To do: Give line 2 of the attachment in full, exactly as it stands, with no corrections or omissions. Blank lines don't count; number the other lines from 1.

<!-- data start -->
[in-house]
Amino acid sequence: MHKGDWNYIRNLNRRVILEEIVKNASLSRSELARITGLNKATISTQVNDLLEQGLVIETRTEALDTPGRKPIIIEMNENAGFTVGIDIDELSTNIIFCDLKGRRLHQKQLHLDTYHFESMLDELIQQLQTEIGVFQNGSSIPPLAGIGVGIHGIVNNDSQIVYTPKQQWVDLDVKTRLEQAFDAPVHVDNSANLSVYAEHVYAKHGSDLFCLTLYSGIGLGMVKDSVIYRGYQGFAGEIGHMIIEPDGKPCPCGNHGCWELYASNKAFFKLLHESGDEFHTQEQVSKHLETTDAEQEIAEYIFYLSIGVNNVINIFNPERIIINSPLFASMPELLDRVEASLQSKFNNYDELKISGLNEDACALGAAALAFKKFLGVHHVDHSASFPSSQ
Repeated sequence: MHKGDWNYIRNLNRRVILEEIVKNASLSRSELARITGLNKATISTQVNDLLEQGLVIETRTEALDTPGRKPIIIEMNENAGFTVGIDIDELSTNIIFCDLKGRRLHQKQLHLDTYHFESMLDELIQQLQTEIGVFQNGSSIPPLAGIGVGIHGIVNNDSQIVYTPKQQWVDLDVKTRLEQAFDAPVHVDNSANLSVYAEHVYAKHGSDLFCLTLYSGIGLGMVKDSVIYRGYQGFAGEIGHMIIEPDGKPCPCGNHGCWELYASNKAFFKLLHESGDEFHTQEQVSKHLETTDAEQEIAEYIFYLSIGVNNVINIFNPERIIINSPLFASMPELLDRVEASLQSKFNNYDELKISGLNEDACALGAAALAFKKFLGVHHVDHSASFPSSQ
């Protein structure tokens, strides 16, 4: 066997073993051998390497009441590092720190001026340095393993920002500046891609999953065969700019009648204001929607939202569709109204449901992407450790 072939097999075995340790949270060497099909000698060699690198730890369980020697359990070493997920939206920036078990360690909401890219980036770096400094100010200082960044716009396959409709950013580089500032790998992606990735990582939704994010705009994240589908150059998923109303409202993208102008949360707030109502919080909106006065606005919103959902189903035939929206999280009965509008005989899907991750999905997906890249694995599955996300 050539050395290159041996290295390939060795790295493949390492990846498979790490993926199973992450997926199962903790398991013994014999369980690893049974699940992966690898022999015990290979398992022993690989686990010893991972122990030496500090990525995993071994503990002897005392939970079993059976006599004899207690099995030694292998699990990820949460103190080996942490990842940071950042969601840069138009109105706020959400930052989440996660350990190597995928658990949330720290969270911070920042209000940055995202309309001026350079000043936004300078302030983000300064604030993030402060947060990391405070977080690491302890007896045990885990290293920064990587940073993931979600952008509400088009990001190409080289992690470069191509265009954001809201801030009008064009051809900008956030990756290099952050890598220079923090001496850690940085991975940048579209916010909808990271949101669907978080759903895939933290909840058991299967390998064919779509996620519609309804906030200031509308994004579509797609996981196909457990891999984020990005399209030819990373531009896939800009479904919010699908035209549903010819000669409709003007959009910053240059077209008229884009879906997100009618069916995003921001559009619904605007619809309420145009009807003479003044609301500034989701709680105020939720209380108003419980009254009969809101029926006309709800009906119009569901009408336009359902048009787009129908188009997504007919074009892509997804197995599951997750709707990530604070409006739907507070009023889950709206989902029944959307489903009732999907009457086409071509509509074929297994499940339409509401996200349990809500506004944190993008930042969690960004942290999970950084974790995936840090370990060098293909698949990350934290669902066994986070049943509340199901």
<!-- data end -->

Amino acid sequence: MHKGDWNYIRNLNRRVILEEIVKNASLSRSELARITGLNKATISTQVNDLLEQGLVIETRTEALDTPGRKPIIIEMNENAGFTVGIDIDELSTNIIFCDLKGRRLHQKQLHLDTYHFESMLDELIQQLQTEIGVFQNGSSIPPLAGIGVGIHGIVNNDSQIVYTPKQQWVDLDVKTRLEQAFDAPVHVDNSANLSVYAEHVYAKHGSDLFCLTLYSGIGLGMVKDSVIYRGYQGFAGEIGHMIIEPDGKPCPCGNHGCWELYASNKAFFKLLHESGDEFHTQEQVSKHLETTDAEQEIAEYIFYLSIGVNNVINIFNPERIIINSPLFASMPELLDRVEASLQSKFNNYDELKISGLNEDACALGAAALAFKKFLGVHHVDHSASFPSSQ